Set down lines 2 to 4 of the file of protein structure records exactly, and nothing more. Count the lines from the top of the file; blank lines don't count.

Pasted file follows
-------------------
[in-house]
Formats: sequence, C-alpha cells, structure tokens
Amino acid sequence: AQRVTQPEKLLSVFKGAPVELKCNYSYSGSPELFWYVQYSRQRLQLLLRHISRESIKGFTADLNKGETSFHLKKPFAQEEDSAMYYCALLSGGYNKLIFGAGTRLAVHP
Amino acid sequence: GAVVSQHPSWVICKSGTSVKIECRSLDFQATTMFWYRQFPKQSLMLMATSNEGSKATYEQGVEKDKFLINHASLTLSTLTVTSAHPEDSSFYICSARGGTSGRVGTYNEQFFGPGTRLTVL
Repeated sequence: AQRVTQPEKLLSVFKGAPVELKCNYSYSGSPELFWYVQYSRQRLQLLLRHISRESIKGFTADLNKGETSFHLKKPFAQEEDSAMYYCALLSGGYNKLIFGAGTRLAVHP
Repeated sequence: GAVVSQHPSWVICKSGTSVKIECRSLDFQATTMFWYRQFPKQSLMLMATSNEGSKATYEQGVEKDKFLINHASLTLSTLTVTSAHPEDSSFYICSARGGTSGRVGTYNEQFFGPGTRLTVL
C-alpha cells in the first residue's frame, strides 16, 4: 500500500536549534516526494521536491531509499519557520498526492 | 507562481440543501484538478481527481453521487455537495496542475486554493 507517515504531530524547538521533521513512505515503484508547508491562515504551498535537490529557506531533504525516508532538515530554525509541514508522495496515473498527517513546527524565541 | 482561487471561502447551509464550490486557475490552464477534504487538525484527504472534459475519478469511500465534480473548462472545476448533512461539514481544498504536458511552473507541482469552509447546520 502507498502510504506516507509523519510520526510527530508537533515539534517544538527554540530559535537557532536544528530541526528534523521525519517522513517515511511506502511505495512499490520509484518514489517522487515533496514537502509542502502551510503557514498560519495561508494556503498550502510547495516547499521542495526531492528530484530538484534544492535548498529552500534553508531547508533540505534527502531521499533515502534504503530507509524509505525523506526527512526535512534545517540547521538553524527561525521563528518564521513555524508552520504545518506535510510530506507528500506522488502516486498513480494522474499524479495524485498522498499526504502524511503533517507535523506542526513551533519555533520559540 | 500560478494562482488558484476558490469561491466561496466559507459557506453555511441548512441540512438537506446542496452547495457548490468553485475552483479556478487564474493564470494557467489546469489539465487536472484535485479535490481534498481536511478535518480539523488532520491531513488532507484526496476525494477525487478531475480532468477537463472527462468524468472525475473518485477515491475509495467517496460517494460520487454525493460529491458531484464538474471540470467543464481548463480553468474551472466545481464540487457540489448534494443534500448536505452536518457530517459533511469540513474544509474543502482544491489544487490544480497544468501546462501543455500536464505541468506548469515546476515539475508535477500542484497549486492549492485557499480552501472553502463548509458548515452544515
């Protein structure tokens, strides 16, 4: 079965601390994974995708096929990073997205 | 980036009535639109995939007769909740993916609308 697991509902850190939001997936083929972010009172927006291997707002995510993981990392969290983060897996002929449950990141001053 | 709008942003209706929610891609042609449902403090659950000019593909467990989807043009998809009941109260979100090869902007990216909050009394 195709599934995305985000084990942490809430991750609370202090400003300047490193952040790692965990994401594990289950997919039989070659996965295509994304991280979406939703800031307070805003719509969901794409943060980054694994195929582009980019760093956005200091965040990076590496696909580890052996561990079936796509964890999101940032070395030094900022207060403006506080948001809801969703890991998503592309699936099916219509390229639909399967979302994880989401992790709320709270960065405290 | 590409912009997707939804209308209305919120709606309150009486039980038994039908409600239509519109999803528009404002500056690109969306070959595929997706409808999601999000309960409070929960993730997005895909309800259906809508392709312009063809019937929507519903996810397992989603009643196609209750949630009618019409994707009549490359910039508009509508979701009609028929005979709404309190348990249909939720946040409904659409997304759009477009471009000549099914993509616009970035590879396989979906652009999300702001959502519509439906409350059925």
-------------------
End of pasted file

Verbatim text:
Formats: sequence, C-alpha cells, structure tokens
Amino acid sequence: AQRVTQPEKLLSVFKGAPVELKCNYSYSGSPELFWYVQYSRQRLQLLLRHISRESIKGFTADLNKGETSFHLKKPFAQEEDSAMYYCALLSGGYNKLIFGAGTRLAVHP
Amino acid sequence: GAVVSQHPSWVICKSGTSVKIECRSLDFQATTMFWYRQFPKQSLMLMATSNEGSKATYEQGVEKDKFLINHASLTLSTLTVTSAHPEDSSFYICSARGGTSGRVGTYNEQFFGPGTRLTVL